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Strida: The Ethiopian Food of Folding Bikes

by Ted Johnson

About ten years ago, I developed a case of folder envy after a trip to The Netherlands.

In a leap of faith, I ordered a folding bike from a Web site without having ever ridden that model–or any other folding bike. The Website was Yahoo Auctions (if anyone in the US can remember that). The bike was a Dahon Speed 7.

Strida LT

The Strida SX | Image: Strida

The buyer’s remorse set in before the bike even arrived. I’m going to look and feel like a freakin’ circus bear on a ridiculous little bike.

To my surprise, I did not feel like a circus bear when I rode the bike for the first time. And if I looked like one, nobody said anything to me, presumably because I looked like a dangerous animal.

I became a big fan of folding bikes, and I’ve rambled on and on about them because nobody has yet told me to give it a rest. (Perhaps that’s the looking-like-a-bear thing again.)

The feeling-like-a-circus-bear thing finally came the first time I rode a Strida.

Ethiopian Food

Mmmm... Strida!

The Strida SX has the same triangular design and geometry as other Strida bikes. The axis of the steering is right between your legs. It just feels weird at first. To get used to it, you just have to make it through the first few minutes of riding–and there will be times when you’ll swear that the seat is moving out from under you like a swing bike.

It’s like the first time you ever had Ethopian food. You probably thought (unless you’re Ethopian), This is strange. By the time you finished it, you either did or didn’t think, I never want to eat that again.

And if you did have it again, you were probably telling your uninitiated friends, You’ve got to try this.

That’s certainly how it was for me with the Strida. Given half a chance, I’ve been inviting people to ride the Strida just to watch their reactions.

Just because you can get used to the weird ride of the Strida, doesn’t mean it’s right for any commute. At speeds of more than 20 miles per hour, I got premonitions of speed wobble. This bike is not built for speed. It’s not really built for distance either. It’s a single-speed, and I wouldn’t want to commute with it for more than a few miles. And another thing, it’s not built for hills–at least not the kind of hills where you would want to stand on your pedals. In fact, the manual explicitly says, “do not stand on pedals.”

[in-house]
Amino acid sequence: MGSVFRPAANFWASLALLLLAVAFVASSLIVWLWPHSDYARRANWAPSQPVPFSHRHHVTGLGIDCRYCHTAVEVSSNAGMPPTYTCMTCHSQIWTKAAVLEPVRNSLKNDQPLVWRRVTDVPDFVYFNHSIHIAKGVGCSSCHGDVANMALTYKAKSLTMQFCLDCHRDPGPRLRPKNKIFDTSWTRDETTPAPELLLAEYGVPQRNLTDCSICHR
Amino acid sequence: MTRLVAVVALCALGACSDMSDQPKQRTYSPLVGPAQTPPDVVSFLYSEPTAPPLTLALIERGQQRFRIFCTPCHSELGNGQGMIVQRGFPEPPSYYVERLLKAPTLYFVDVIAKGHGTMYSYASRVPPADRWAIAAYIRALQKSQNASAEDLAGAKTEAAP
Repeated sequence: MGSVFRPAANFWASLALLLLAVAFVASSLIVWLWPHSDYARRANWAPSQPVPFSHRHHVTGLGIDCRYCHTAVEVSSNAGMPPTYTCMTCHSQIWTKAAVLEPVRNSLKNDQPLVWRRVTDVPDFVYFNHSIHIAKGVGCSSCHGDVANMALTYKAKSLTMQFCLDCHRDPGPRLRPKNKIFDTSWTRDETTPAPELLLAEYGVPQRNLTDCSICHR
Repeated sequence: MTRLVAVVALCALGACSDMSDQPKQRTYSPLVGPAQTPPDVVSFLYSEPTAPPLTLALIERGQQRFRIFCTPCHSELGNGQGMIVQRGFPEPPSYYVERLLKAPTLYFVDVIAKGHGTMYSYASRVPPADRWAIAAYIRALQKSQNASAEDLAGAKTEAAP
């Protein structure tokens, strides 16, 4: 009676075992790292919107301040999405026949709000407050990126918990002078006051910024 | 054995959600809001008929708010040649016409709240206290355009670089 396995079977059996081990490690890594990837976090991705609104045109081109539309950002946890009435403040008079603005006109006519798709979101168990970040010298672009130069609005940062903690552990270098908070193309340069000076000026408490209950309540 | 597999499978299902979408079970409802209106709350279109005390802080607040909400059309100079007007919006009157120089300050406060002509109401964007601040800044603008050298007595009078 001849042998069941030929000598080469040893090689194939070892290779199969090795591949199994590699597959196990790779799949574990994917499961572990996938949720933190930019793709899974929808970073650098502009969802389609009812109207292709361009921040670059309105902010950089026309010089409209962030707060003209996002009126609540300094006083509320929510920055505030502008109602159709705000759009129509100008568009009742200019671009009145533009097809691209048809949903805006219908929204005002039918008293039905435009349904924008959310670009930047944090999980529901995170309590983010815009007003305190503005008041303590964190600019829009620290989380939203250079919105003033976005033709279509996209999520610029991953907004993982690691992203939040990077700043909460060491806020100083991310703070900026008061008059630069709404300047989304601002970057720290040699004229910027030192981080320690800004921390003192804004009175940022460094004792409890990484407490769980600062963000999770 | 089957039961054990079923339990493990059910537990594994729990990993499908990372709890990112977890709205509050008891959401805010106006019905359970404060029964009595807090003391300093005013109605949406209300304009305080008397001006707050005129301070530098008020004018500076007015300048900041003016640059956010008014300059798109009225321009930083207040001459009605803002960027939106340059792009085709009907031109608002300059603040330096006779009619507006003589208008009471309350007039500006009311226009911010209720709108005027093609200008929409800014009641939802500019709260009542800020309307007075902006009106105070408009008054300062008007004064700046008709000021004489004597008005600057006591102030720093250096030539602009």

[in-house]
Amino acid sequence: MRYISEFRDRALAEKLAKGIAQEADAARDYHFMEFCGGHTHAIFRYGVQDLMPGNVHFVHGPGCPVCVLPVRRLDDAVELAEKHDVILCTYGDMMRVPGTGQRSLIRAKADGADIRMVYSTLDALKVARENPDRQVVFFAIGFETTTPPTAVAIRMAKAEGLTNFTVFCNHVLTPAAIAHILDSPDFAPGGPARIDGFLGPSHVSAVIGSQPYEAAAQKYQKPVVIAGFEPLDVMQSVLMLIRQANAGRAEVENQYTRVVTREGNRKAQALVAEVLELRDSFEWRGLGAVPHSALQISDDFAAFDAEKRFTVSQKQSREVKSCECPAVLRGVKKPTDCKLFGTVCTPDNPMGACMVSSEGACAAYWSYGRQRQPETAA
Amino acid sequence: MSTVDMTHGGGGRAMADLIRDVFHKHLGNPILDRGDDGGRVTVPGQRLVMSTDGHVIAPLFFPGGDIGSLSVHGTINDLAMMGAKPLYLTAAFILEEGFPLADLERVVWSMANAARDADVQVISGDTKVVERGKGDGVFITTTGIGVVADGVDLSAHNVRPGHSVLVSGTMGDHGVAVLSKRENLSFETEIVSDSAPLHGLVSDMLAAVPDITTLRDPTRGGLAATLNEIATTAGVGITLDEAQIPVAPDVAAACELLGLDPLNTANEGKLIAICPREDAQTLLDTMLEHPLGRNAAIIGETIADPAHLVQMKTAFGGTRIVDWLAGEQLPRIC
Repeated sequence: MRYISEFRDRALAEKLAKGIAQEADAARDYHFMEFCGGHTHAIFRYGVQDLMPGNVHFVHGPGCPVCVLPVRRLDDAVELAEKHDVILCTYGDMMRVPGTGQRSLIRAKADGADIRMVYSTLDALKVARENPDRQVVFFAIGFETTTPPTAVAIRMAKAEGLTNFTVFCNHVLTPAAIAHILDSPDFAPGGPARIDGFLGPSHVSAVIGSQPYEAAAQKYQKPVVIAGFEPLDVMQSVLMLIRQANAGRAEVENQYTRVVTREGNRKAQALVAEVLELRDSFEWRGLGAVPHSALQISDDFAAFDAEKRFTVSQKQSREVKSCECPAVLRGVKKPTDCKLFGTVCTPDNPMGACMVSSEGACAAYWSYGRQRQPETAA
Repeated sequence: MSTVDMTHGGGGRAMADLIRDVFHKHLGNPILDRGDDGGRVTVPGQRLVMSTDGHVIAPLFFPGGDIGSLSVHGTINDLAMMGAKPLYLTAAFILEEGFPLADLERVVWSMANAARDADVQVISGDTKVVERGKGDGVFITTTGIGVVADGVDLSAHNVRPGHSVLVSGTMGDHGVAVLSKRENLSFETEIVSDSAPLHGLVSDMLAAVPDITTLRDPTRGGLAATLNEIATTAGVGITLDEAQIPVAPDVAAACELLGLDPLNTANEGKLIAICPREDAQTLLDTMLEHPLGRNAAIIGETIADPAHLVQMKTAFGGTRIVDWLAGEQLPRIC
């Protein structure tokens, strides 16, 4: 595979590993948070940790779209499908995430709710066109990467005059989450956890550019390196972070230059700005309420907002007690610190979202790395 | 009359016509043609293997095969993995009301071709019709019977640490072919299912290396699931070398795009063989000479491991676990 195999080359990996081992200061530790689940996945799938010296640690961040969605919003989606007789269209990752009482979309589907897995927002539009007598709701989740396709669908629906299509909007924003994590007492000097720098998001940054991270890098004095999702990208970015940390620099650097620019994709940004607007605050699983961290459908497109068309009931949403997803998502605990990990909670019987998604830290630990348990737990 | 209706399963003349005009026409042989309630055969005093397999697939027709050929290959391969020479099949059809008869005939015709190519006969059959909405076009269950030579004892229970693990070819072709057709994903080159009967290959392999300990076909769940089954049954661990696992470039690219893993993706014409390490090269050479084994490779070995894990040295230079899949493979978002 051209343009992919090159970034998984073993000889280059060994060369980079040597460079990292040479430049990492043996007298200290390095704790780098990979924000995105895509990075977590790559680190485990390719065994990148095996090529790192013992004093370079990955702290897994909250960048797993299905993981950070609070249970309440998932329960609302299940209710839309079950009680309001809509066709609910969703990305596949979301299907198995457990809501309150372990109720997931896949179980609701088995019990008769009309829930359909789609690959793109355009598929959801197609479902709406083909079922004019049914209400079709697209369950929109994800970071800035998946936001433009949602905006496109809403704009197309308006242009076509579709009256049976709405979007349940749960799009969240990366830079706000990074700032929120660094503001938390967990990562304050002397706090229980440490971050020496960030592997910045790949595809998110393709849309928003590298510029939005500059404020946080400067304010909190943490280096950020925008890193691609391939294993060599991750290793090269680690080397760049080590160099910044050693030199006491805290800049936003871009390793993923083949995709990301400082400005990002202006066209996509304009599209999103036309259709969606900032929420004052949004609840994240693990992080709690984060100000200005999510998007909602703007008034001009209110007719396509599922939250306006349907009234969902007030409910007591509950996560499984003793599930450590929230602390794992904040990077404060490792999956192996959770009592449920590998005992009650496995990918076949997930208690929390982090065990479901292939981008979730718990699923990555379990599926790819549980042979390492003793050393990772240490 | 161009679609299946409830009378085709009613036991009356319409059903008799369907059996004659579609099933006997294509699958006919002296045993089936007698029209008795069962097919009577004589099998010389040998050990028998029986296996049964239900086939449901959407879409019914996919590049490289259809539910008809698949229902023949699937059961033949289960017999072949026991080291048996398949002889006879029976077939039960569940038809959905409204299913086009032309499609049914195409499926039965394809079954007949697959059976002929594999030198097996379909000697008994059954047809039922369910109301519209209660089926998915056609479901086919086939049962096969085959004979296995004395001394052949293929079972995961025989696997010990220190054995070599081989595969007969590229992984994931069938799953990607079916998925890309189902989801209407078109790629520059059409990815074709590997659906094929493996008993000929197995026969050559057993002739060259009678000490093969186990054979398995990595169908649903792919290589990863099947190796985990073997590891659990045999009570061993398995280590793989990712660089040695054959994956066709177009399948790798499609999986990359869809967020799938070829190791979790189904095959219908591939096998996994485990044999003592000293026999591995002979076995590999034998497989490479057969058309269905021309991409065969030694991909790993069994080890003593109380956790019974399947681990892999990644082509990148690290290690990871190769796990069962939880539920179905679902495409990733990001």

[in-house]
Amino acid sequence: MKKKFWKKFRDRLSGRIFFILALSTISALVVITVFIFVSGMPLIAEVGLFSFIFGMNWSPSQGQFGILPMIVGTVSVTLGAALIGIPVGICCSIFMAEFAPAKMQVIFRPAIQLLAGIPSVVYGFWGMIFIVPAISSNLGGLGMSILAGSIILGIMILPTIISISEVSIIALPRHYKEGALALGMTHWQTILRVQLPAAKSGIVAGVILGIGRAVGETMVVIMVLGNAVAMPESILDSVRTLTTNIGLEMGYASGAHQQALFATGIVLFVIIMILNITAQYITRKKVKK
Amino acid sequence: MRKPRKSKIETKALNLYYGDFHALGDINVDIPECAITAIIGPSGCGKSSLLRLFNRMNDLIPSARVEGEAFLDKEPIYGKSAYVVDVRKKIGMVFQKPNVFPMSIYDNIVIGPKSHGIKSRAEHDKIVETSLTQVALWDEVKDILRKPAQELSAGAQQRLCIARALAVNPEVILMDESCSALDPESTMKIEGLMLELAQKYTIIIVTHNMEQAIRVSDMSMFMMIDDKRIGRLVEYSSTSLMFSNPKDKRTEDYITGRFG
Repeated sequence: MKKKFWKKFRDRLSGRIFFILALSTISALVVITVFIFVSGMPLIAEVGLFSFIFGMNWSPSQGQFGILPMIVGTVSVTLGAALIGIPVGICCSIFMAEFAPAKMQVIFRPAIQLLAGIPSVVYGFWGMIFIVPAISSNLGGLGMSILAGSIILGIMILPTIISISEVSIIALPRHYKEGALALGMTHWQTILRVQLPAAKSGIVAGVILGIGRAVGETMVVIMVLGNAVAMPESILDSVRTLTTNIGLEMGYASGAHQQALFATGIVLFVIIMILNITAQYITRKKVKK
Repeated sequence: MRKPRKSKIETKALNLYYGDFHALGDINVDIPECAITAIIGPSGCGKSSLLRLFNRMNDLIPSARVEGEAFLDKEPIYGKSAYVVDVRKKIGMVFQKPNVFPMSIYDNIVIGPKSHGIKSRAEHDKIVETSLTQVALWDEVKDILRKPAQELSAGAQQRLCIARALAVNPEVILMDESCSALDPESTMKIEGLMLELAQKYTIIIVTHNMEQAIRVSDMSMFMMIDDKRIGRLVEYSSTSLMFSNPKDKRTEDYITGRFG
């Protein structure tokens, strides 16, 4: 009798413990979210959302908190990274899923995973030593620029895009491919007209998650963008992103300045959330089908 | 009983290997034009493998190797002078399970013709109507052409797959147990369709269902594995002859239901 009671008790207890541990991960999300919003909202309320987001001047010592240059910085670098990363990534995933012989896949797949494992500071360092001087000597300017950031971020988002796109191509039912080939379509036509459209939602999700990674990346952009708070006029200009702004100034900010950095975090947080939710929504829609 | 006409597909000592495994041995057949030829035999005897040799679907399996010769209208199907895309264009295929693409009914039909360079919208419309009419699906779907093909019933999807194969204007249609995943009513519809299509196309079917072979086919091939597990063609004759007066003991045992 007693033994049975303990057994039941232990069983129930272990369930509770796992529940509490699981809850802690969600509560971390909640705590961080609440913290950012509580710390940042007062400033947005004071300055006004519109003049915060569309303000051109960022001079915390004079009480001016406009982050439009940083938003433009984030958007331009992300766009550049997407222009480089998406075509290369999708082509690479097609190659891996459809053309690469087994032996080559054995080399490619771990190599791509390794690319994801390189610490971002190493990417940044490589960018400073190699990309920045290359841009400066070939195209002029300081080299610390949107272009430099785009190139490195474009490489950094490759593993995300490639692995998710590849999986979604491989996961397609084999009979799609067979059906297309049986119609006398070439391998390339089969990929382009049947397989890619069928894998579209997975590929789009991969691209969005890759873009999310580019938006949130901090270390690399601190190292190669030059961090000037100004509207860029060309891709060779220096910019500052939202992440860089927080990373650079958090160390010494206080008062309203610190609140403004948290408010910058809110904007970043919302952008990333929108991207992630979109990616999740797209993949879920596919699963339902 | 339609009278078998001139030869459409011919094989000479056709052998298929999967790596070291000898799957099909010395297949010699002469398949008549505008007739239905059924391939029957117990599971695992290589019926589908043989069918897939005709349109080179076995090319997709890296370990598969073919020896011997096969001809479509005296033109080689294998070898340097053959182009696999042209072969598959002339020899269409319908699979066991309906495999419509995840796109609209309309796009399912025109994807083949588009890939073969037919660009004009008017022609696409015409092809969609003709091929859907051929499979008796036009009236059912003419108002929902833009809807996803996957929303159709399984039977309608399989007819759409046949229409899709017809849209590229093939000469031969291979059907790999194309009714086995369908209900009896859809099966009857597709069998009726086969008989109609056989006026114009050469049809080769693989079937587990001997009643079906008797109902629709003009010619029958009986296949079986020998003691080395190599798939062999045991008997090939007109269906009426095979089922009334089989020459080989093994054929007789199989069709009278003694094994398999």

Robin on Strida

"It's a deathtrap"

Franky on Strida

"I like it. I might get one."

Pete on Strida

"What warning labels?"

Lowell Guy with Strida

"Do I have to ride this? I just wanted to buy some tires."

Bear on Bike

"I hate this job."

Between the manual and all the warning labels on the bike itself, there are enough thou shalt nots to make you think you’re reading and abridged Ten Commandments (which, by the way, are believed by some to be safe kept in Ethiopia).

  • No stunt riding
  • No wheelies
  • No loose clothing
  • Do not rolling mount
  • Do not stand on pedals

To understand why, you only have to look at the diagram and imagine your center of gravity edging over the top of the steering axis. Your anti-faceplant instincts kick in pretty fast, if you have them, and you sit back in the saddle like you were told.

Strida: Do not stand on pedals

Strida: No, No, No!

With all the things you can’t do on the Strida, it took me awhile to figure out what it was best suited to do.

The ideal user, I surmised, is someone who needs an easily-portable bike to bridge some of the gaps in a multimodal commute.

If I’d been paying attention, I would have realized that Mark Sanders, inventor of the Strida, had already told me as much in a link-filled e-mail message:

Its basically used like an upright Dutch bike, that also folds for multimodal use.  So, typically: ride one to five miles to station, train it at 80+mph, then ride one to five miles to the destination–probably THE fastest way to commute!  One of Strida’s main features is it properly rolls when folded, so no carrying 20 to 30Lbs! Using its own wheels–like a wheeled umbrella–it rolls along l-o-n-g train platforms, office corridors, and even inside the train car corridors, into stores, etc., etc.   And then, on the train, it can be put in the (long thin) overhead rack, propped up in a corner, under the seat, or in the trunk–especially long thin trunks designed for golf bags! A superfast fold also helps.

Sanders even is okay with the fact that, like Ethiopian food, people tend to either love or hate the Strida. “Some people who have not even really tried it still hate it.”

I have to confess that, the first time I ever mentioned the Strida–before I ever rode one–I’d been influenced by some of the knee-jerk Strida haters I’d found online. One of these was Rebecca Romero, the reigning Olympic champion track cyclist (see video).

But why would someone like Romero be impressed by a Strida? Its strengths are found at slow speeds, short distances, and in the conveniences it provides when you’re not riding it.

Seoul Subway with Strida